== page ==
So, this was a wholly appropriate venue for the unveiling of the 2013 Lincoln MKZ, the first car to appear from the luxury brand’s dedicated design studio in Dearborn, Michigan.
When a carmaker wants to make a big splash at the New York International Auto Show, they do two things: first, they stage their own exclusive event days before the show even starts and, second, they hold that event at the IAC Building, an office designed by the world-famous architect, Frank Gehry.
The reasons for these choices require little justification. At any international car show, every single manufacturer attempts to secure headlines for even the slightest vehicle refresh, so an off-site engagement practically guarantees coverage—witness this article, for example. Furthermore, the IAC Building sends a message and that message is: We are not conservative.
Now, before we go any further, you may be asking yourself: Why is the Lincoln MKZ relevant to readers in Australia?
Well, there are a few reasons: The director of design at Lincoln is Max Wolff, a down-to-earth bloke from Melbourne, who first cut his teeth designing for Holden before heading to Cadillac in America. (Look for a separate interview on “Mad Max” in the coming days on CarAdvice.)
Also, while it’s true that the Lincoln brand is not sold in Australia yet, the operative word in this sentence is “yet.” Without question, the directors for the marque are focused on North America for now, but that will change—because it has to change. The economies of scale dictate that large carmakers need to develop global cars if they want to earn profits.
The Lincoln MKZ’s platform is also based on that of the new Ford Fusion/Ford Mondeo – underpinnings expected to slot beneath the next-generation Ford Taurus and Ford Falcon large cars, either stretched or similar size with longer sheet metal overhangs to create the larger dimensions.
The above remains a complex scenario that remains far from being a clear picture, so let’s step back and look at the new MKZ and highlight further reasons why this is an important piece of kit.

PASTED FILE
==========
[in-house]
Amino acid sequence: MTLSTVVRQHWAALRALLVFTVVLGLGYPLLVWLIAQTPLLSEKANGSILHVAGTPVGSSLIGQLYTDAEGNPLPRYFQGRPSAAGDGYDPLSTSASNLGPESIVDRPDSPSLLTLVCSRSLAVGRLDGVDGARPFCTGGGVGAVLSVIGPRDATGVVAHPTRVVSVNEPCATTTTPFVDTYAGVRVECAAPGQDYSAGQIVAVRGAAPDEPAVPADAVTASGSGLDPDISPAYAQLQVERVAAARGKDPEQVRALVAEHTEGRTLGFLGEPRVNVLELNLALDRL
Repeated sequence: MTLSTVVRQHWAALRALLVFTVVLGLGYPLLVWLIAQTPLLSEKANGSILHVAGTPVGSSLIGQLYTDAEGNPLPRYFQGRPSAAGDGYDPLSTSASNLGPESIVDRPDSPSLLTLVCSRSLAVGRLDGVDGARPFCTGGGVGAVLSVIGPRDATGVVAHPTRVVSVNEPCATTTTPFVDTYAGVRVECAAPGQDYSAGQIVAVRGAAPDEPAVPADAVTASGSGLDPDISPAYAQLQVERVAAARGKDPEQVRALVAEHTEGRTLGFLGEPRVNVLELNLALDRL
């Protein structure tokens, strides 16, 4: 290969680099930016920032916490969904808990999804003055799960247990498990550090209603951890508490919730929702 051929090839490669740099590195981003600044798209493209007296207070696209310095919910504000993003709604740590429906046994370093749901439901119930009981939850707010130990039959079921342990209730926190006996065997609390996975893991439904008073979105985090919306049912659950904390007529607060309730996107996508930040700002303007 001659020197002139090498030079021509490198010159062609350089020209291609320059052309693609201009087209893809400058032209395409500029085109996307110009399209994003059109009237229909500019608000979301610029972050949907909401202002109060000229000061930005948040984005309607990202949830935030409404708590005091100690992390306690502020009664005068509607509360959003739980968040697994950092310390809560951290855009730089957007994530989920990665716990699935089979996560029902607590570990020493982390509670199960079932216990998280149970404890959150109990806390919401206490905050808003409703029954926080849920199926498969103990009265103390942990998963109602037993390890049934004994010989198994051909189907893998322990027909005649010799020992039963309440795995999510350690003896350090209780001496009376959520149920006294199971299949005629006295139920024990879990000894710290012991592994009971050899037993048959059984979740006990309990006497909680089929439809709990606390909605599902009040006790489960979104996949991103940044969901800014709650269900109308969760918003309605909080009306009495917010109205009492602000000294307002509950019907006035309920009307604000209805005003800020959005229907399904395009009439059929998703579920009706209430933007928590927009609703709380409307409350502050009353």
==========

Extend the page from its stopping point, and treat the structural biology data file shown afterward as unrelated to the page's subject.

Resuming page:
The front grille, for starters, is a dynamic interpretation of the classic Lincoln “waterfall” design. Over the past few years, the Ford designers have struggled to get this right and some of the executions, notably on the massive MKT crossover, have appeared overbearing. Not so with the new MKZ — the grille connects seamlessly with the front headlights, giving the saloon a decidedly aggressive look.
The profile of the car will likely be considered its least design-y angle, if that makes sense. The MKX has a very high beltline, yet the design team has managed to ensure the car does not look too thick. This is a serious challenge when penning a clean design that does not incorporate the visual trickery of flame surfacing and the like, a trend that Wolff admits to abhorring.
The back of the car is another visual triumph; the lip on the boot lid gives the car an almost hatch-like shape and speaks to the distinct European influence on the design. The Lincoln is not a small saloon—at the moment, it’s the largest new-look vehicle in the fleet—but the front and the back somehow manage to make the MKZ look a lot more compact than it really is.
My admittedly amateurish knowledge of the field would suggest that the design elements that run the entire width of the car—the taillight cluster at the back and the front grille/headlight combination at the front—have something to do with this phenomenon.
The other major design feature of the exterior is the optional, panoramic glass roof (above), the world’s widest and one of the largest ever for a production vehicle. When retracted, the tinted roof slides backwards over top of the roof and the rear window. It’s quite a sight to see, but vision, as it were, might be an issue: With the darkened roof over top of the rear window, sightlines might be obscured a touch. Some people were also divided on how the profile of the MKX looked with the roof hanging above the rear window.
Inside, the decidedly high-tech theme continues. The MKX features Lincoln Drive Control, a system that includes a push button gear selector on the centre console, as well as driver-selectable settings for the suspension system.
The removal of a shift lever has opened up significant space in the centre console and the use of the haptic controls of the Ford SYNC system with MyLincoln Touch has made things look even cleaner. Thumb-wheel style controls on the steering wheel can operate many of the cars comfort features, while other functions can be voice-activated through the SYNC system.
Under the skin, the 2013 Lincoln MKZ will be offered with three different powerplants: a 2.0-litre 4-cylinder turbo petrol engine; a 3.7-litre V6 petrol engine; and a 2.0-litre 4-cylinder petrol hybrid. The hybrid employs a CVT, while the other two receive a 6-speed automatic transmission, which can be operated by steering wheel-mounted paddle shifters if this push-button situation isn’t to your liking.
While it’s certainly far too early to tell if the 2013 Lincoln MKZ will be the car that singlehandedly resurrects the Lincoln brand and sets the stage for a global movement, it definitely looks the business.